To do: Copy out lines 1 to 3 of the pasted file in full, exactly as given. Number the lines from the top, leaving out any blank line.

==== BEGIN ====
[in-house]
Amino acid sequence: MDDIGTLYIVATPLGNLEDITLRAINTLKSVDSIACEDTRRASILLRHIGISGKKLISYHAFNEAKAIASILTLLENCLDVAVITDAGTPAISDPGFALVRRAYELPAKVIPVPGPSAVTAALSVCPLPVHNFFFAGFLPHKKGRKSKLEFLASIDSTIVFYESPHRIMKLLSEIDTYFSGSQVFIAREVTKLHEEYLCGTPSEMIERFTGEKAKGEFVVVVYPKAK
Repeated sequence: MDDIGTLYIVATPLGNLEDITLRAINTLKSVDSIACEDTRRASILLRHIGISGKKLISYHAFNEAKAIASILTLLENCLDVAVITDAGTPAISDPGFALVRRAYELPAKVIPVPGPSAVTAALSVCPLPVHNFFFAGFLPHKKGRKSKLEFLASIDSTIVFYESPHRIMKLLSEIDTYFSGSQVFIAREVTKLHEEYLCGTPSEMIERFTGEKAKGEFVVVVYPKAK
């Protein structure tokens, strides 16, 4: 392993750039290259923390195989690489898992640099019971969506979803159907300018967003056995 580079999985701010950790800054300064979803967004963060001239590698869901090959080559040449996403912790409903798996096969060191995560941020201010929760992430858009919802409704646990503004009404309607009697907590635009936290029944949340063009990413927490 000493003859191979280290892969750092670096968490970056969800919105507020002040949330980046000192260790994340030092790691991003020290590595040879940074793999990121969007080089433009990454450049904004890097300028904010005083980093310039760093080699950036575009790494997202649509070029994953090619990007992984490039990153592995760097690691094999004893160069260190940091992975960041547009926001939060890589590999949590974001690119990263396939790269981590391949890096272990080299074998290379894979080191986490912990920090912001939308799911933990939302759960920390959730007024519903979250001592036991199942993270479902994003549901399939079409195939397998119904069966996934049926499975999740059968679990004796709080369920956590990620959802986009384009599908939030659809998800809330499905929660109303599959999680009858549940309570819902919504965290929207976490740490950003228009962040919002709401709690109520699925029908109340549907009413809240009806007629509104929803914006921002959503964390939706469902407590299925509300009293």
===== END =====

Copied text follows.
[in-house]
Amino acid sequence: MDDIGTLYIVATPLGNLEDITLRAINTLKSVDSIACEDTRRASILLRHIGISGKKLISYHAFNEAKAIASILTLLENCLDVAVITDAGTPAISDPGFALVRRAYELPAKVIPVPGPSAVTAALSVCPLPVHNFFFAGFLPHKKGRKSKLEFLASIDSTIVFYESPHRIMKLLSEIDTYFSGSQVFIAREVTKLHEEYLCGTPSEMIERFTGEKAKGEFVVVVYPKAK
Repeated sequence: MDDIGTLYIVATPLGNLEDITLRAINTLKSVDSIACEDTRRASILLRHIGISGKKLISYHAFNEAKAIASILTLLENCLDVAVITDAGTPAISDPGFALVRRAYELPAKVIPVPGPSAVTAALSVCPLPVHNFFFAGFLPHKKGRKSKLEFLASIDSTIVFYESPHRIMKLLSEIDTYFSGSQVFIAREVTKLHEEYLCGTPSEMIERFTGEKAKGEFVVVVYPKAK